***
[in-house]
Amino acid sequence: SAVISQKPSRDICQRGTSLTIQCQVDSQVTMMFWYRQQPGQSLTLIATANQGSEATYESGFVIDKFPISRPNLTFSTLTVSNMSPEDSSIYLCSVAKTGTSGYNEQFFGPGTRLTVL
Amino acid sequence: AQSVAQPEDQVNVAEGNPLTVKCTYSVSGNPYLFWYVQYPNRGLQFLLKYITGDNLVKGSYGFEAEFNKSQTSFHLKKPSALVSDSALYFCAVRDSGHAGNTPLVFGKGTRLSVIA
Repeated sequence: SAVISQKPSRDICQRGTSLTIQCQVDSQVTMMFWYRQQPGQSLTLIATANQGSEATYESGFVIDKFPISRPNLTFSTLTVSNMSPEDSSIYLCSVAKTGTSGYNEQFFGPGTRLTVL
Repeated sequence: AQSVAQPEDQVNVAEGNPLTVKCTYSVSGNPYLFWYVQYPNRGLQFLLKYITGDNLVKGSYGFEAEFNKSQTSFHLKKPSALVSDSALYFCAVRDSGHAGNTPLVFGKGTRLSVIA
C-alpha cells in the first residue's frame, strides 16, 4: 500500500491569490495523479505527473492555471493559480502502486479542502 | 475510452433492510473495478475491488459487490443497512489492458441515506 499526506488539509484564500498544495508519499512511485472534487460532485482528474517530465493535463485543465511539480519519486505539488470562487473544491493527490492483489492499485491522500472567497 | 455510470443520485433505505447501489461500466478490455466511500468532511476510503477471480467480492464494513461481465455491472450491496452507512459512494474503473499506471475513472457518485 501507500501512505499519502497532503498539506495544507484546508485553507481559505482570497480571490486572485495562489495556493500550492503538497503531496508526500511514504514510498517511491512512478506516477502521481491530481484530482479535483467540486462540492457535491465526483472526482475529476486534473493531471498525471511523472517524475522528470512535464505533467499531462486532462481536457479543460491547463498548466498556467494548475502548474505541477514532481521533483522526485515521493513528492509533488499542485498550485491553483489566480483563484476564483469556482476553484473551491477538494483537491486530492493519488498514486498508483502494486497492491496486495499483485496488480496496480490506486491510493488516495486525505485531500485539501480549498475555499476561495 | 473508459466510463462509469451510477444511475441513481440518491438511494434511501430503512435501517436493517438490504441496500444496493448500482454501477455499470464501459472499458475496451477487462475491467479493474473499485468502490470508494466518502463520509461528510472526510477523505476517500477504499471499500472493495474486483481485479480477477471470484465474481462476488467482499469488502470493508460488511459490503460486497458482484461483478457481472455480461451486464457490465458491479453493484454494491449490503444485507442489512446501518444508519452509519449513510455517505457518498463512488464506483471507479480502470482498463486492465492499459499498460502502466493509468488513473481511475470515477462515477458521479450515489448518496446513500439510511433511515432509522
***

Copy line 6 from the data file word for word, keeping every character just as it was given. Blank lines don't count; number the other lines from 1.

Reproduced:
C-alpha cells in the first residue's frame, strides 16, 4: 500500500491569490495523479505527473492555471493559480502502486479542502 | 475510452433492510473495478475491488459487490443497512489492458441515506 499526506488539509484564500498544495508519499512511485472534487460532485482528474517530465493535463485543465511539480519519486505539488470562487473544491493527490492483489492499485491522500472567497 | 455510470443520485433505505447501489461500466478490455466511500468532511476510503477471480467480492464494513461481465455491472450491496452507512459512494474503473499506471475513472457518485 501507500501512505499519502497532503498539506495544507484546508485553507481559505482570497480571490486572485495562489495556493500550492503538497503531496508526500511514504514510498517511491512512478506516477502521481491530481484530482479535483467540486462540492457535491465526483472526482475529476486534473493531471498525471511523472517524475522528470512535464505533467499531462486532462481536457479543460491547463498548466498556467494548475502548474505541477514532481521533483522526485515521493513528492509533488499542485498550485491553483489566480483563484476564483469556482476553484473551491477538494483537491486530492493519488498514486498508483502494486497492491496486495499483485496488480496496480490506486491510493488516495486525505485531500485539501480549498475555499476561495 | 473508459466510463462509469451510477444511475441513481440518491438511494434511501430503512435501517436493517438490504441496500444496493448500482454501477455499470464501459472499458475496451477487462475491467479493474473499485468502490470508494466518502463520509461528510472526510477523505476517500477504499471499500472493495474486483481485479480477477471470484465474481462476488467482499469488502470493508460488511459490503460486497458482484461483478457481472455480461451486464457490465458491479453493484454494491449490503444485507442489512446501518444508519452509519449513510455517505457518498463512488464506483471507479480502470482498463486492465492499459499498460502502466493509468488513473481511475470515477462515477458521479450515489448518496446513500439510511433511515432509522